Emma in Dream writing about her feminist motherhood wonders why we don’t talk more about ‘mother love’. I frequently wonder the same thing. Seems only Hallmark Mother’s Day cards talk about it and they do such a naff job of it that none of us want to be associated with it. But Emma is right, for me, having children has been like falling in love times a billion and I’m surprised that that all came as such a shock to me. Emma’s response to my 10 questions about your feminist motherhood is such an interesting one because she allows herself to pursue several intriguing tangents as she answers the questions.
What has surprised you most about motherhood?
I had no idea I would fall in love so completely and overwhelmingly. Really it makes every other love I’ve ever felt seem way less significant.
It amazes me that there is this big cultural silence on this issue. Where are the songs, the stories about any form of love other than the romantic sort? About friendship, love for your family, and most especially love for children.
Since I’ve had my two girls several people (actually, women, lots of women) have told me privately that their lives would be complete without their husbands but not without their children. And then they say that’s not something they can tell to many people.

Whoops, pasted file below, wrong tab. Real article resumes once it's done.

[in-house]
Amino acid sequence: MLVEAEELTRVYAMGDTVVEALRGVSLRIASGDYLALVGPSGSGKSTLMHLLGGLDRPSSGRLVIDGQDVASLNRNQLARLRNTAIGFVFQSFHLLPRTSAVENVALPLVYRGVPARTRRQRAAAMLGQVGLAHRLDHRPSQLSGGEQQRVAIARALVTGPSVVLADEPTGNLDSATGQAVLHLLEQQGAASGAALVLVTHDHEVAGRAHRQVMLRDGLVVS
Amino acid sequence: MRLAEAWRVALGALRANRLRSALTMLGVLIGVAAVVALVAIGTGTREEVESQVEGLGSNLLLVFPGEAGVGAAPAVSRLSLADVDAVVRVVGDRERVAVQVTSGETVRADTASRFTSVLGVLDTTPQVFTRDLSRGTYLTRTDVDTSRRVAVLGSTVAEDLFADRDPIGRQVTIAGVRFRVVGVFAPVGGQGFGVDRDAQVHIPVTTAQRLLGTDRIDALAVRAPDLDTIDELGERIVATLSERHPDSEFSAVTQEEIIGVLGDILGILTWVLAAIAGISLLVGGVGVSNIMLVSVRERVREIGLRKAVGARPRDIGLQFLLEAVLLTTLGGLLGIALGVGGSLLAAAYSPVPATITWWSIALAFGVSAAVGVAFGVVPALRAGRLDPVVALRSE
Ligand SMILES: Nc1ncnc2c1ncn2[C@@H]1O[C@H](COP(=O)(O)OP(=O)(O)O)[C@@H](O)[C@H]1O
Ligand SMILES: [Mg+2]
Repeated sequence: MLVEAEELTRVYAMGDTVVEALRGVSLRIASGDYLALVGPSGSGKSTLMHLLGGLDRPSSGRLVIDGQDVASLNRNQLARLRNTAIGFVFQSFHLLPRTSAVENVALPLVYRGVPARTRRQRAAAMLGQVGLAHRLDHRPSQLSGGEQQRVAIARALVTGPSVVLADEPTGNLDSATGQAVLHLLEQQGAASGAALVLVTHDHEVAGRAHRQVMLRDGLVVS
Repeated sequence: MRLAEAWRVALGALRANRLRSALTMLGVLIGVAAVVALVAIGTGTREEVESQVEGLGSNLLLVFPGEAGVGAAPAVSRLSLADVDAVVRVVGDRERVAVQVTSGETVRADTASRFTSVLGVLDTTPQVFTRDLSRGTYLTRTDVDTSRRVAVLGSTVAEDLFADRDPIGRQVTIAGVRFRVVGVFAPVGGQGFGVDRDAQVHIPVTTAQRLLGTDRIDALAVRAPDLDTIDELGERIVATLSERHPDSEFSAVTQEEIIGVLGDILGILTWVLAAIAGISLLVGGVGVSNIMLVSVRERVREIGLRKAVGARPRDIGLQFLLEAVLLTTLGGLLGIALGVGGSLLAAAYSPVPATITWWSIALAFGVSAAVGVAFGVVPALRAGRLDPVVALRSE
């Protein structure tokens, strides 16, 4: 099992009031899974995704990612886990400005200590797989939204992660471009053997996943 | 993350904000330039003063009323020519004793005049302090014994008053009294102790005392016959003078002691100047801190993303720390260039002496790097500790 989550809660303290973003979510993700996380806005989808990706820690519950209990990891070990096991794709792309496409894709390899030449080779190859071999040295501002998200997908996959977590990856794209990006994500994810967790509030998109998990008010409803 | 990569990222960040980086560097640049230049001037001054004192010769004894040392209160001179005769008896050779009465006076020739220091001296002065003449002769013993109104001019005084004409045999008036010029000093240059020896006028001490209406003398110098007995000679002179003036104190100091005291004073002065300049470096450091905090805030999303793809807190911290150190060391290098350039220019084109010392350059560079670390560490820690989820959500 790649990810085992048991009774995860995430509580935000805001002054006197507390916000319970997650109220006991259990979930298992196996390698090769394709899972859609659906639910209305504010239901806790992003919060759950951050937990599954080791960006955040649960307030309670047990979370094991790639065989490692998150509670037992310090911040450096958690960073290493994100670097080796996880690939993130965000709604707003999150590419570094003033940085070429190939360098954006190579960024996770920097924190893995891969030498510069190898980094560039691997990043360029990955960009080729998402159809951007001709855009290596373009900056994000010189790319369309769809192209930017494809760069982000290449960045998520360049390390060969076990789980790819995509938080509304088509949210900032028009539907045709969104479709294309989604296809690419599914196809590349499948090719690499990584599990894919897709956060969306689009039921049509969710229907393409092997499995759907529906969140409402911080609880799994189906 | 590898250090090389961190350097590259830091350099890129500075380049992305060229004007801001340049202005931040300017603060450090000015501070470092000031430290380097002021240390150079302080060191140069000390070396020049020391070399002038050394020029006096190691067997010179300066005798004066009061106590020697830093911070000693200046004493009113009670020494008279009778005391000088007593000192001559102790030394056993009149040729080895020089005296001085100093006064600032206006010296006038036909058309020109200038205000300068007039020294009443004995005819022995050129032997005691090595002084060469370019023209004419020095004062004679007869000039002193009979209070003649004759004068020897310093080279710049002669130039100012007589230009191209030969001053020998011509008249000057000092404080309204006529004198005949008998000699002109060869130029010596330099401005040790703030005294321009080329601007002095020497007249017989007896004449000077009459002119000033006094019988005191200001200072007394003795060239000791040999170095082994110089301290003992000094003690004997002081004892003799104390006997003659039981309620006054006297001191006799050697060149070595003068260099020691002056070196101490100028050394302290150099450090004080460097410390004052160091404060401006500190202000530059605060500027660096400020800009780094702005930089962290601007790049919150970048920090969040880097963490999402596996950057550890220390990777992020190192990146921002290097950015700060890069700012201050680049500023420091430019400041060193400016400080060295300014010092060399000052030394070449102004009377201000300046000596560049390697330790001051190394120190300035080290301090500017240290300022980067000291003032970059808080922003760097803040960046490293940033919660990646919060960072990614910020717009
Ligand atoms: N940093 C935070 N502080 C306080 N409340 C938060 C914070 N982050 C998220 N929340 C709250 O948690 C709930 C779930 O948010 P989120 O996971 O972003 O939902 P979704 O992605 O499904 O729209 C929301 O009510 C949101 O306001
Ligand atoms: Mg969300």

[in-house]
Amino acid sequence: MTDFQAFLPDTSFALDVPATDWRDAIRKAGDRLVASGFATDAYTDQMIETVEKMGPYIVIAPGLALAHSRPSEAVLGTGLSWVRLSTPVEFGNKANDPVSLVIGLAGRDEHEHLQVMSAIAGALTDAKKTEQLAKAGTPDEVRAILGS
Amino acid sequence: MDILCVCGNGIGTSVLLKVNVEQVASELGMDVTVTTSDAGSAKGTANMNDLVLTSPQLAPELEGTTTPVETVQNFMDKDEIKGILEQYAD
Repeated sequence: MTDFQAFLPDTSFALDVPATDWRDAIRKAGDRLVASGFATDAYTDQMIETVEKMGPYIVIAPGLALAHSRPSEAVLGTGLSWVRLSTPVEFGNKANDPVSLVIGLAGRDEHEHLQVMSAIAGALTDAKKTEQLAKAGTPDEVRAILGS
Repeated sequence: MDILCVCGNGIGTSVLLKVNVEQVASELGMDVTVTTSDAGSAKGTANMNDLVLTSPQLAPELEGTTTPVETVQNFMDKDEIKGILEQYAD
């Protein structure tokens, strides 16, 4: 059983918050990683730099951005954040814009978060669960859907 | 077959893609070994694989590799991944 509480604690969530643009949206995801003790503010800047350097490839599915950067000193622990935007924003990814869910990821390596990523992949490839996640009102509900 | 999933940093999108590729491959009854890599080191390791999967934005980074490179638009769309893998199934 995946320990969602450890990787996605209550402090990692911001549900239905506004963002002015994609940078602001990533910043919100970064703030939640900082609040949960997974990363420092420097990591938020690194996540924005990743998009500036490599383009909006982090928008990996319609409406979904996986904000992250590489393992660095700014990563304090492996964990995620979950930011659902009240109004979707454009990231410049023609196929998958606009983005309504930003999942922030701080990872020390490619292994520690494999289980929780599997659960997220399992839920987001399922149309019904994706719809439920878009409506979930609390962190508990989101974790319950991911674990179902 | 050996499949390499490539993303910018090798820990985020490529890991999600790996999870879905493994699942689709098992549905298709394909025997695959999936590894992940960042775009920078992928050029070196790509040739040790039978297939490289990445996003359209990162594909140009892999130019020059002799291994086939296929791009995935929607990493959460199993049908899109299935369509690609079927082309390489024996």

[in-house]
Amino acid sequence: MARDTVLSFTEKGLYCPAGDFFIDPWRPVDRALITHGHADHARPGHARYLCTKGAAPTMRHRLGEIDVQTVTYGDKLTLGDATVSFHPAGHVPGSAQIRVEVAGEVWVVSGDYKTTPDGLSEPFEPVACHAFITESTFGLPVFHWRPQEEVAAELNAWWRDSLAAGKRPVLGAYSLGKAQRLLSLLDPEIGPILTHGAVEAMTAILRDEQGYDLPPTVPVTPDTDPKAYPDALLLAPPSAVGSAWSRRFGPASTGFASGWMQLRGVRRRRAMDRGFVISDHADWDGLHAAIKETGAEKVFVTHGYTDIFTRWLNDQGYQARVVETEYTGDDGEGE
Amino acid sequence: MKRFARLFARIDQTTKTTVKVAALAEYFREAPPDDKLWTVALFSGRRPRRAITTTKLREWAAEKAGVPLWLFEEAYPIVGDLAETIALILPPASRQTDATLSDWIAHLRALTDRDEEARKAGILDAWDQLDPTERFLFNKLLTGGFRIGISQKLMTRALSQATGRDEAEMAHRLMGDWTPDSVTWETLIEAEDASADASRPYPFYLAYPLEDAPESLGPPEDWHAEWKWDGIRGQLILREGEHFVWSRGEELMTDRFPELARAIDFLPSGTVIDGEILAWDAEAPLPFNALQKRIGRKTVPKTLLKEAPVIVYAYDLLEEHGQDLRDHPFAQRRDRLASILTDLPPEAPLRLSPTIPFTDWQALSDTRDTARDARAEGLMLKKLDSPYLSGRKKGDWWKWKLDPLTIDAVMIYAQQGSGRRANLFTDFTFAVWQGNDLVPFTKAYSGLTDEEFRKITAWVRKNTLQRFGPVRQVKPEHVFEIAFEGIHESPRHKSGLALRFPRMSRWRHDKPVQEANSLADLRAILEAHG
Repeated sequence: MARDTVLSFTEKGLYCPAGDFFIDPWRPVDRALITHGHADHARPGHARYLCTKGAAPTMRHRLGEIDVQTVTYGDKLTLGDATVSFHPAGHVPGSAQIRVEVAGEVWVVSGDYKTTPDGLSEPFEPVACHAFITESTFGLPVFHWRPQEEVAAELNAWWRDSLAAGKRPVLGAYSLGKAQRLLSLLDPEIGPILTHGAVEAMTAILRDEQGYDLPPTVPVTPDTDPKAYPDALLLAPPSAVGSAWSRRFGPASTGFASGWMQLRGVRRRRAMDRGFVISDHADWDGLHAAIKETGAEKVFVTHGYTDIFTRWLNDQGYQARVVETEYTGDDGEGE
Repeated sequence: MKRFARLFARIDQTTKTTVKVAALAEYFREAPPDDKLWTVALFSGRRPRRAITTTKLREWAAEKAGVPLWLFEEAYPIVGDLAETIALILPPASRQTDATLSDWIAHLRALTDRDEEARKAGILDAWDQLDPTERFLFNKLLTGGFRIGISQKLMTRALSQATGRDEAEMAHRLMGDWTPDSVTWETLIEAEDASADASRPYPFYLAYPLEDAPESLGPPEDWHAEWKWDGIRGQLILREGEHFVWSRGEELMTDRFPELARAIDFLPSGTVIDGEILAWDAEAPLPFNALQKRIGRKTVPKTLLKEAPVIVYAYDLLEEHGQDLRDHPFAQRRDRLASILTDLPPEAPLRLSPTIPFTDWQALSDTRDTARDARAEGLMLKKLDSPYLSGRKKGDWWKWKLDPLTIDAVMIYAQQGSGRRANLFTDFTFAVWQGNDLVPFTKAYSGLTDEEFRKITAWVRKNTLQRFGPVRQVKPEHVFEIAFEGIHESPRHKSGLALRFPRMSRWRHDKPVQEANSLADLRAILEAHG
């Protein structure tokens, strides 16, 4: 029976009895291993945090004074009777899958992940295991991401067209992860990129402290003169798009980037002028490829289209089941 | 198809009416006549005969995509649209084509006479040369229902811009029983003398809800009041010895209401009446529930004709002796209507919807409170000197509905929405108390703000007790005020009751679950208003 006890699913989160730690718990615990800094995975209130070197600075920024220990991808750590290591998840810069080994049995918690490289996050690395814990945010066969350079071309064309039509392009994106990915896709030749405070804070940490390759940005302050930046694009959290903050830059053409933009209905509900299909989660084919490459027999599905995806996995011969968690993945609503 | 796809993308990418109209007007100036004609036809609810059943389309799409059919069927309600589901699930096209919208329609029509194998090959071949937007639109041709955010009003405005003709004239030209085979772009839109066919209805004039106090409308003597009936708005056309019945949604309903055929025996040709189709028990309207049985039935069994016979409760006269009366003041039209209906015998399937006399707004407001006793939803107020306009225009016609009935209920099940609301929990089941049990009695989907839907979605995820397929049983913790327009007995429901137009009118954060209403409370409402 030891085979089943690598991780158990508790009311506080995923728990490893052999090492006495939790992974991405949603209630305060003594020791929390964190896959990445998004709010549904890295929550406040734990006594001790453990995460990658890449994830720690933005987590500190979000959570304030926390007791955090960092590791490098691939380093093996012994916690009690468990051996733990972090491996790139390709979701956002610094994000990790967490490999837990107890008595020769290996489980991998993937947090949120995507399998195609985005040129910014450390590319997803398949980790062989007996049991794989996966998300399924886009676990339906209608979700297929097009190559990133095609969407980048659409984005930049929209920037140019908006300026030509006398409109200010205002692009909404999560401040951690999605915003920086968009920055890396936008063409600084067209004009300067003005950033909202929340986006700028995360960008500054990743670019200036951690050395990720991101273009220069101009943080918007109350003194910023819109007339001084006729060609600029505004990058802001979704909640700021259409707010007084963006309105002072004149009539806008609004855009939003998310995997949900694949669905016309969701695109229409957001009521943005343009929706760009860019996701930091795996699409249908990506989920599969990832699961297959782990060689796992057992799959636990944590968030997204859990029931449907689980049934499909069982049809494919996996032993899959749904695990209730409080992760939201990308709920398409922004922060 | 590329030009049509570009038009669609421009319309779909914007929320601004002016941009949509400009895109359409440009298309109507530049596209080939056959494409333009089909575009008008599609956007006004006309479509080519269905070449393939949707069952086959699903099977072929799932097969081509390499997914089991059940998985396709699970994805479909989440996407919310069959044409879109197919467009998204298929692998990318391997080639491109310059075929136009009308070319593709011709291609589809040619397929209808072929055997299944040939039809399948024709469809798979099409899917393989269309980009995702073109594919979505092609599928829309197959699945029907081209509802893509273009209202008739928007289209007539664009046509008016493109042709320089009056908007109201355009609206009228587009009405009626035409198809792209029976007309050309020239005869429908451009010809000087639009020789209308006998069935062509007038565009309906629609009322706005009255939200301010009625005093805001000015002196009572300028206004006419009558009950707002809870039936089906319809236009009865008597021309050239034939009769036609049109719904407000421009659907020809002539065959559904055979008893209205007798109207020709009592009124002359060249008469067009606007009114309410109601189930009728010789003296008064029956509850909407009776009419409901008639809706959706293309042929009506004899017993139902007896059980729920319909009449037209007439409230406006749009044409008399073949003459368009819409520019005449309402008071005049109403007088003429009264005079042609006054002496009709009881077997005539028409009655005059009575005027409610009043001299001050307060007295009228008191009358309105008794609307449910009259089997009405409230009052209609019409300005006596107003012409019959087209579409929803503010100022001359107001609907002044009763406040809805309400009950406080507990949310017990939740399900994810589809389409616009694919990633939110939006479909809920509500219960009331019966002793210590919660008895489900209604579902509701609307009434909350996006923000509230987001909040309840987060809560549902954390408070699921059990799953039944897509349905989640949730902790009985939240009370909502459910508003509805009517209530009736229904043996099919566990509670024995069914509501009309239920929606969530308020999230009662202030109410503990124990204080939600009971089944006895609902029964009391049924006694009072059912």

I find this enormous silence very confusing.
Emma is a single mother by choice. I find this a fascinating choice.
I was raised by a single mother (my mother was single for the second half of my childhood but was with my father for the first half). I always knew I wanted children and I remember being quite young when I realised that if I needed to do parenthood on my own for whatever reason then I could. I knew it would be bloody hard work, but I knew it was possible on your own. In the end, I think this confidence gave me an advantage in relationships with boys/men, I never felt particularly dependent upon them and maybe that helped me negotiate the terms of our relationships.
Has identifying as a feminist mother ever been difficult? Why?
I think people identify me as a feminist mother as soon as I introduce my children. I say, blah blah, wanted kids, blah, no husband, blah blah, fertility clinic, donor, blah blah, late 30s, blah, lucky enough to have two children.
People hear independent, strong minded, did lots of research and immediately go to feminist. Or, no doubt, some hear crazy man hater and they go to feminist. Either way, there is no need for me to come out as a feminist.
This post is part of the 10 questions about your feminist motherhood series. You can find all the many other responses in this series here. If you’d like to respond to these questions yourself you can either email me your answers and I’ll put them on blue milk as a guest post or you can post them elsewhere and let me know and I’ll link to them.